I don’t play a lot of platformers, metroidvania or otherwise. I don’t like falling off of things, and I don’t like searching for the way in a game very much because I already suffer from having no sense of direction in real life. I like my escapes from reality properly signposted or intuitive. I preface with that because despite my apprehension, I had a truly good time with the demo for They Always Run. I read about it before I saw any gameplay and man, how do you not become intrigued when a game offers you a “three-armed mutant bounty hunter”? That’s like mixing Terminator, A Fistful of Dollars and Venom and then making a game out of it, an idea that’s as ridiculous as it is cool.
And They Always Run is cool, stone-cold, from its great name to it’s futuristic Western vibes. The demo starts with one of the most recognisable scenes from any Western. Protagonist Aiden is just enjoying a drink at a saloon (he don’t want no trouble, no Sir) when he gets interrupted by a group of dudes in what look like mech suits. “Aw, you spilled my drink” is the last thing Aidan says before things are popping off and a tutorial introduces you to TAR’s speedy combat.
While you always have your double swords at the ready for some quick slicing and dicing, parrying is likely the game’s most important skill. You can’t take many hits, and this is a sidescroller that regularly throws enemies at you from both sides of the screen. Counter when your foes’ weapons glint and you’ll take out two of them at once in a bloody and beautifully animated combo. You can also throw boxes, which is helpful against snipers aiming at you from an elevated position, and break an enemy’s hold using your third arm. You also sometimes find enemies in the world that, after a scan reveal to have bounty on their heads. Defeating them and sending them through an interdimensional portal will net you a reward.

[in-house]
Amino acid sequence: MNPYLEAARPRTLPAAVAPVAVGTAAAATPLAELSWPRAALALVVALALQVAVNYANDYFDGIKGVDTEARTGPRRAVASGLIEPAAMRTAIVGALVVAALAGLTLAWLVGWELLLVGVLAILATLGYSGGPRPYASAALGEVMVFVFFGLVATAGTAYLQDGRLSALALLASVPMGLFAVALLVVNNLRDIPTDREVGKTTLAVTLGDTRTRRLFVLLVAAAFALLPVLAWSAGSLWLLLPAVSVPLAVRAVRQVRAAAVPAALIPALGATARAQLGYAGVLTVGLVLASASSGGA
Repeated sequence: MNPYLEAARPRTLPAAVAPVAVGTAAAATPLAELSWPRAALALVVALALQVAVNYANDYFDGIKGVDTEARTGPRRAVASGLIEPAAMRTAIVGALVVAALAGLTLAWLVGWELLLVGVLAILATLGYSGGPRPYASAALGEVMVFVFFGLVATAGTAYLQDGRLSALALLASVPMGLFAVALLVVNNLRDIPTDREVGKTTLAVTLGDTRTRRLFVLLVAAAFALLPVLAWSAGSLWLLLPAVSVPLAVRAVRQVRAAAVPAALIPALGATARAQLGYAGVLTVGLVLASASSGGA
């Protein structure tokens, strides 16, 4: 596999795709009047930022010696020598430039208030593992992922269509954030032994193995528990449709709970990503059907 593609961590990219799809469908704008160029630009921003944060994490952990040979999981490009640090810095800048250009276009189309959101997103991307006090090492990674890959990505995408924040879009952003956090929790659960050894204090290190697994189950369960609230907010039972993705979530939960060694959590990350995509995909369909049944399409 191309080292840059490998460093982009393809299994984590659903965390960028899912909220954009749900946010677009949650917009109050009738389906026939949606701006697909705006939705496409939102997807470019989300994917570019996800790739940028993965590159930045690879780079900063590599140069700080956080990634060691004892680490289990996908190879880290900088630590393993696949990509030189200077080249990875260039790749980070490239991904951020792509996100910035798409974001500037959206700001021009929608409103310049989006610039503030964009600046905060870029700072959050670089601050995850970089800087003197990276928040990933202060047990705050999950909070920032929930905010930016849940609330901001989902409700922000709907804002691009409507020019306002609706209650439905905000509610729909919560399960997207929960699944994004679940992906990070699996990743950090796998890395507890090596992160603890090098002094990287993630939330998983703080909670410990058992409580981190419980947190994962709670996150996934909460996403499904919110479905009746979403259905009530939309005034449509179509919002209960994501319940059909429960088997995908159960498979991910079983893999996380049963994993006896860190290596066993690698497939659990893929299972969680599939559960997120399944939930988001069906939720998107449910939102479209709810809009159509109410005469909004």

The animation is great across the board, whether it’s in the stylish, fast-paced battles that take me from sliding through an opponent’s legs to nimbly jumping out of the way of a laser or leaping across a gap between steel grates as I climb, I’m able to build up a lot of speed and move with great fluidity. For maximum coolness, They Always Run also uses a bullet-time effect when you successfully perform a counter or knock out the last enemy of a wave, but it doesn’t feel overused. They Always Run is a very good-looking game in general, from its backgrounds painted with wide brush strokes to the way light will sometimes creep into a cave or clashing weapons throw sparks, there is a lot of love for detail here.
Then there’s of course the matter of the third arm. To be honest, I expected more from this, mostly because of the way it controls—Using a gamepad, you move the arm with the right stick while also pressing the right trigger, and that’s just awkward. The robo arm does offer a bit more gameplay variety by letting you scan your surroundings, destroy buried nodes that might keep a door closed, or in one particularly memorable example, allowing you to fix some wiring Aidan wouldn’t be able to reach otherwise. But the thing is so awkward and noodly it was more reminiscent of Octodad to me than a cool robot bounty hunter, and while that gave me a good laugh, I’m sure that wasn’t actually what developer Alawar Premium was going for.
What does work is the Western vibe, written all over They Always Run whenever someone opens their mouth. It’s another thing that makes me laugh. I can see this game unapologetically cannonballing into every Western trope headfirst.The way people talk sounds like it could come straight from a Western —in this mission I was chasing a baddie called The Rat, and he’d shout taunts like “not today, Three-Arms!” before disappearing on me again, and when I dodge an enemy, they shout things like “you can’t run forever!”. Alawar Premium sure knows its hard-boiled Western barks.
The demo slice of They Always Run was good fun. It appealed to me because of its relative simplicity and systems that are easy to pick up, but that simplicity also makes me wary of it potentially becoming stale unless it offers some form of variety. As it stands, I’m looking forward to more. They Always Run is set to release sometime this year, and you can wishlist it on Steam.